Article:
Google puts open-source Wave in a 'box'

The company will open-source more of its Wave protocols and functionality and release a bundled Wave application, as it relinquishes control of the collaboration platform
Written by David Meyer, Contributor

Google plans to release an open-sourced package of its Wave server and web client, the company said on Thursday, as it fleshed out the future for the Wave protocols.

The cloud-based messaging and collaboration service is being abandoned as a Google-run concern, as the company said in August. At the time, Google said it was open-sourcing around 200,000 lines of Wave code, including functionality such as drag-and-drop and character-by-character live typing.

However, Alex North, a software engineer on the Google Wave team, said in a blogpost on Thursday that the company will make "a more complete application", dubbed 'Wave in a Box' available.

"This project will not have the full functionality of Google Wave as you know it today," North wrote. "However, we intend to give developers and enterprising users an opportunity to run wave servers and host waves on their own hardware."

"Since the beginning, it has been our vision that the Google Wave protocols could support a new generation of communication and collaboration tools. While Wave in a Box will be a functional application, the future of Wave will be defined by your contributions. We hope this project will help the Wave developer community continue to grow and evolve."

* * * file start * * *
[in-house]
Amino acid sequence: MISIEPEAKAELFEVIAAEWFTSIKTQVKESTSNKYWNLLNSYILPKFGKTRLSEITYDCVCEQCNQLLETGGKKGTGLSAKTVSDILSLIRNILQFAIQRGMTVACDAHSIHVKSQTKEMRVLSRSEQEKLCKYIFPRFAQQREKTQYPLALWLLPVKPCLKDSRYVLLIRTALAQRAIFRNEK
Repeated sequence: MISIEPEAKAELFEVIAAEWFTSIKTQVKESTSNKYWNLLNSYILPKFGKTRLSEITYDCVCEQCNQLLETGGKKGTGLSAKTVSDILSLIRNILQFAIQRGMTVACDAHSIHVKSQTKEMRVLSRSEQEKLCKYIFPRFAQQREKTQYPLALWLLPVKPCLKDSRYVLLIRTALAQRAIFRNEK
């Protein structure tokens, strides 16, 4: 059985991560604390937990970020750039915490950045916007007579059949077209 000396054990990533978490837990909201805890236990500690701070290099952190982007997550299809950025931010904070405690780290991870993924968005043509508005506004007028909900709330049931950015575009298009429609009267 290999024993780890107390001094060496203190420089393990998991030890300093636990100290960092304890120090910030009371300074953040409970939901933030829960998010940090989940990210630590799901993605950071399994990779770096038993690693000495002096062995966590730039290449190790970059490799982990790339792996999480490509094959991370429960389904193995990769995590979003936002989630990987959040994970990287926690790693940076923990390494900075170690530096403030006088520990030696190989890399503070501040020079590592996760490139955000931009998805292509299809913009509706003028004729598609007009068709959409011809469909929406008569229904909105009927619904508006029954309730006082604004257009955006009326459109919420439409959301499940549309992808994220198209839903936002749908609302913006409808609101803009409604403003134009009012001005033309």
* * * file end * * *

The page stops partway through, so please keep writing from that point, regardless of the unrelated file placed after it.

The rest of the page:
Wave in a Box will bundle a server and web client that support real-time collaboration with structured conversations. The web client will include a "fast and fully-featured wave panel" for threaded conversations, while the server will include a persistent wave store-and-search implementation, North said.

Other features of the package include application programming interface (API) support for Wave gadgets, robots and data, and for importing data from the original Google Wave. People will also be able to federate across various Wave in a Box instances, "with some additional configuration", North said.

Wave was announced in May 2009, with Google proclaiming it to be "a new communications model" designed to pick up where email, instant messaging, blogs and wikis left off. Running on a distributed, peer-to-peer network model, Wave let users have threaded mass discussions, with the ability to hive off more private sub-discussions and collaborate on embedded applications.

Google's platform saw some success among the developer community, being integrated with the likes of Oracle and Salesforce.com, but — despite an initial burst of curiosity — it did not gain long-term traction with users.

In a separate post on a Wave Protocol Google Group thread, North wrote on Friday that Wave in a Box will be released by the end of the year, and a "more detailed task breakdown" will be published for feedback next week.

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